Sunday, April 18, 2010

OPINION: Children’s Art

Readers are invited to respond to this opinion piece with reflections of their own about children’s art and what values it holds for the viewer and the community. Send your writing to one of the editors, listed at the top of the right-hand column of this blog. – Ed.

By Theodore A. Hoppe

Announcing the beginning of spring, construction paper cut-out tulips are sprouting in the stairwell leading to the children's library at the Kellogg-Hubbard Library in Montpelier, some two dozen or so, lining the winding steps.

They made me wonder if others that saw them would consider this an art display, or merely as a form of children's art. Certainly, Matisse's simple paper cutouts are among the most admired and influential works of Matisse's entire career.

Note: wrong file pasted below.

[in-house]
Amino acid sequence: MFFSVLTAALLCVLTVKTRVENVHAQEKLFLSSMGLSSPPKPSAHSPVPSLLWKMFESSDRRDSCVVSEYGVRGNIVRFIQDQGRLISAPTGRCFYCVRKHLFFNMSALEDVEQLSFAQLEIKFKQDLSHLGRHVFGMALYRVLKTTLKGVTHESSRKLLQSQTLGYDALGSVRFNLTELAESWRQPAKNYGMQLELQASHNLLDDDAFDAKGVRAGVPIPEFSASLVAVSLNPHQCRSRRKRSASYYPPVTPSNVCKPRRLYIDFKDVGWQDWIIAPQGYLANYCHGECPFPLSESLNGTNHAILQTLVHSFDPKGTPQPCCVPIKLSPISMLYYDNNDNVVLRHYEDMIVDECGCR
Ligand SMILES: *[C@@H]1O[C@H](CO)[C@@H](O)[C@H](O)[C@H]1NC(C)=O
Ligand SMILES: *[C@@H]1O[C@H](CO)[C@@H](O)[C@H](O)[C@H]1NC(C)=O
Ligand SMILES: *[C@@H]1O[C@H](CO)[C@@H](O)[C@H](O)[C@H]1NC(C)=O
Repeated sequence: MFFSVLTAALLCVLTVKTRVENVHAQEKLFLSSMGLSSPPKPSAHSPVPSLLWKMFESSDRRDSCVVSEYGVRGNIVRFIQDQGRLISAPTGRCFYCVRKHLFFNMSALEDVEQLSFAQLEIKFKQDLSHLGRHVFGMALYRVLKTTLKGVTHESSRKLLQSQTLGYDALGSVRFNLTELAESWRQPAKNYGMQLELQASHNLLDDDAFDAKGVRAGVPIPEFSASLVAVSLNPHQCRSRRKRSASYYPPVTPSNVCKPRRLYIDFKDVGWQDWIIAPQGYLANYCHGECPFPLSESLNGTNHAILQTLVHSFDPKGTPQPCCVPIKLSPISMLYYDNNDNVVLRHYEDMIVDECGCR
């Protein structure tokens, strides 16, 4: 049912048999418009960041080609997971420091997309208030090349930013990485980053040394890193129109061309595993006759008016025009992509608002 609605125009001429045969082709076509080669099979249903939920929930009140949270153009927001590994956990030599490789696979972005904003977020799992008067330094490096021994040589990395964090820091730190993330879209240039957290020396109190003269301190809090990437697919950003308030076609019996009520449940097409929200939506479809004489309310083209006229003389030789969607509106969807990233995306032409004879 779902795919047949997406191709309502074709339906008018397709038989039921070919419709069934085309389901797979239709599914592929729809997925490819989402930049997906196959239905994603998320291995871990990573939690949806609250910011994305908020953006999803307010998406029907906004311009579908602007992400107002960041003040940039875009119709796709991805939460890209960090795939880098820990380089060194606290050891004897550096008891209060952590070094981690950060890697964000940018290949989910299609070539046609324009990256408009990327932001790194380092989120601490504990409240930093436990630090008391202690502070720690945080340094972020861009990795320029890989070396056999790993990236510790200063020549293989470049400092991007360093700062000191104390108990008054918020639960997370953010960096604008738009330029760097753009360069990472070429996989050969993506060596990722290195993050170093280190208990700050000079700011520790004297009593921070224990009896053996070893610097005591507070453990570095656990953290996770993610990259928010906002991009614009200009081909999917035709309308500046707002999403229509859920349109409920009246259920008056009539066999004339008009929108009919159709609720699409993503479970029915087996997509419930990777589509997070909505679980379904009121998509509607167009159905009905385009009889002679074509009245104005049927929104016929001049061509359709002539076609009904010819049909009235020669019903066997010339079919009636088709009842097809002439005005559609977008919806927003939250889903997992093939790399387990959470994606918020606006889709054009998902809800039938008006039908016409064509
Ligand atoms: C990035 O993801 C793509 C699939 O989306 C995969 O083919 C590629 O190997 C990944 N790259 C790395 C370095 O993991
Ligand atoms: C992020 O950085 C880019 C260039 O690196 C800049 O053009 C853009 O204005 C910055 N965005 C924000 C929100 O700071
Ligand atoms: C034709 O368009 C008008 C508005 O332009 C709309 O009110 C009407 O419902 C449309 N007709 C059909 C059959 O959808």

As a critic of art I question whether we have a certain attitude toward the art work of children; do we miss the simplicity and interpretive beauty it holds? More importantly, do we focus on the value of the finished product, and overlook the value of the process?

In "The Art of Teaching Art to Children," Nancy Beal, who has taught art to children at the Village Community School in New York for over 25 years, focuses in part on how to speak to children about their artwork to encourage their creative expression. Adults need to respect
children's ideas and honor their creativity. What can children do when they have the support of a caring adult? I think the answer is "more", they can create more, express themselves more, do more, with art and in life.

This also leads me to reflect about the differences in ways that we view the performing arts as opposed to the visual arts when it comes to children. We frequently hear of a child that can successfully perform a classical piece on the violin or piano and we are eager to use the word prodigy. What word comes to mind when a young artist performs Van Gogh's, "Starry Night"?

The artist, Avery, is four years old.